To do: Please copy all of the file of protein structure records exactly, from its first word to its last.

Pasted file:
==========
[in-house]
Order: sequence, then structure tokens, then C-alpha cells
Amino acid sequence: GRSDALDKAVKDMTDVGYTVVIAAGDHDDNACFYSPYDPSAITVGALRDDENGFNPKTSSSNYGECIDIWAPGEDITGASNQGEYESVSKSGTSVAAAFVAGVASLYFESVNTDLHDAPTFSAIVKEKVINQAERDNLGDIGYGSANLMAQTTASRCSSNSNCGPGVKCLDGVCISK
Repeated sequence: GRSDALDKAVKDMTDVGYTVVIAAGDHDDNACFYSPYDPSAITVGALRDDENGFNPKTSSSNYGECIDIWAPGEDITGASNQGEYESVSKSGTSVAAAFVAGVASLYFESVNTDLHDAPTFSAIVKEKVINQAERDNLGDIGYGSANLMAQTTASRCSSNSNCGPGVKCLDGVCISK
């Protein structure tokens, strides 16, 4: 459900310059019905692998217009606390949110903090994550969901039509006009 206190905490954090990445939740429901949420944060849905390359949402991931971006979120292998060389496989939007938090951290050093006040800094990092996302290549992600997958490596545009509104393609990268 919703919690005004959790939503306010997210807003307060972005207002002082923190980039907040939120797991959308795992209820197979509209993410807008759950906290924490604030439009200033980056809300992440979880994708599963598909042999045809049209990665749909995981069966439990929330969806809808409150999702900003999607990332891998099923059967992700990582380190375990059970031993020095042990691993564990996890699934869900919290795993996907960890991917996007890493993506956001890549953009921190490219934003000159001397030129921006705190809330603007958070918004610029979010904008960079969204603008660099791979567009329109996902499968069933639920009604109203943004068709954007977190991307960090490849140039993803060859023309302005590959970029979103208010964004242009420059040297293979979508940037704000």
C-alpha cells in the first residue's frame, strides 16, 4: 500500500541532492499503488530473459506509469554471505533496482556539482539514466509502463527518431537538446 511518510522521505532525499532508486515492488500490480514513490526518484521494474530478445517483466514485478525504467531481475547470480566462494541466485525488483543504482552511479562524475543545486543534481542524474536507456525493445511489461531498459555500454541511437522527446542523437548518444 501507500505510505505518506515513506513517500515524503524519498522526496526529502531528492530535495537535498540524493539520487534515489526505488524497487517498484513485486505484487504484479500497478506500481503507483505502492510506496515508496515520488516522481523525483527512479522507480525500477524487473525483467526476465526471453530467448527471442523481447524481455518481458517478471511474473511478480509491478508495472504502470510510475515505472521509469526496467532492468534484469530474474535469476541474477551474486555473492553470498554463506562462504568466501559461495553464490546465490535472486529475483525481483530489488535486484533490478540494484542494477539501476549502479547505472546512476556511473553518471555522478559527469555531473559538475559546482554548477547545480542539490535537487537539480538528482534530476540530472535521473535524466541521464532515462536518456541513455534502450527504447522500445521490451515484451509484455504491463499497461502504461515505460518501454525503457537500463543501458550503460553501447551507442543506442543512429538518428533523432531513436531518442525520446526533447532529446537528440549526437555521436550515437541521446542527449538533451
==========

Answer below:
[in-house]
Order: sequence, then structure tokens, then C-alpha cells
Amino acid sequence: GRSDALDKAVKDMTDVGYTVVIAAGDHDDNACFYSPYDPSAITVGALRDDENGFNPKTSSSNYGECIDIWAPGEDITGASNQGEYESVSKSGTSVAAAFVAGVASLYFESVNTDLHDAPTFSAIVKEKVINQAERDNLGDIGYGSANLMAQTTASRCSSNSNCGPGVKCLDGVCISK
Repeated sequence: GRSDALDKAVKDMTDVGYTVVIAAGDHDDNACFYSPYDPSAITVGALRDDENGFNPKTSSSNYGECIDIWAPGEDITGASNQGEYESVSKSGTSVAAAFVAGVASLYFESVNTDLHDAPTFSAIVKEKVINQAERDNLGDIGYGSANLMAQTTASRCSSNSNCGPGVKCLDGVCISK
């Protein structure tokens, strides 16, 4: 459900310059019905692998217009606390949110903090994550969901039509006009 206190905490954090990445939740429901949420944060849905390359949402991931971006979120292998060389496989939007938090951290050093006040800094990092996302290549992600997958490596545009509104393609990268 919703919690005004959790939503306010997210807003307060972005207002002082923190980039907040939120797991959308795992209820197979509209993410807008759950906290924490604030439009200033980056809300992440979880994708599963598909042999045809049209990665749909995981069966439990929330969806809808409150999702900003999607990332891998099923059967992700990582380190375990059970031993020095042990691993564990996890699934869900919290795993996907960890991917996007890493993506956001890549953009921190490219934003000159001397030129921006705190809330603007958070918004610029979010904008960079969204603008660099791979567009329109996902499968069933639920009604109203943004068709954007977190991307960090490849140039993803060859023309302005590959970029979103208010964004242009420059040297293979979508940037704000």
C-alpha cells in the first residue's frame, strides 16, 4: 500500500541532492499503488530473459506509469554471505533496482556539482539514466509502463527518431537538446 511518510522521505532525499532508486515492488500490480514513490526518484521494474530478445517483466514485478525504467531481475547470480566462494541466485525488483543504482552511479562524475543545486543534481542524474536507456525493445511489461531498459555500454541511437522527446542523437548518444 501507500505510505505518506515513506513517500515524503524519498522526496526529502531528492530535495537535498540524493539520487534515489526505488524497487517498484513485486505484487504484479500497478506500481503507483505502492510506496515508496515520488516522481523525483527512479522507480525500477524487473525483467526476465526471453530467448527471442523481447524481455518481458517478471511474473511478480509491478508495472504502470510510475515505472521509469526496467532492468534484469530474474535469476541474477551474486555473492553470498554463506562462504568466501559461495553464490546465490535472486529475483525481483530489488535486484533490478540494484542494477539501476549502479547505472546512476556511473553518471555522478559527469555531473559538475559546482554548477547545480542539490535537487537539480538528482534530476540530472535521473535524466541521464532515462536518456541513455534502450527504447522500445521490451515484451509484455504491463499497461502504461515505460518501454525503457537500463543501458550503460553501447551507442543506442543512429538518428533523432531513436531518442525520446526533447532529446537528440549526437555521436550515437541521446542527449538533451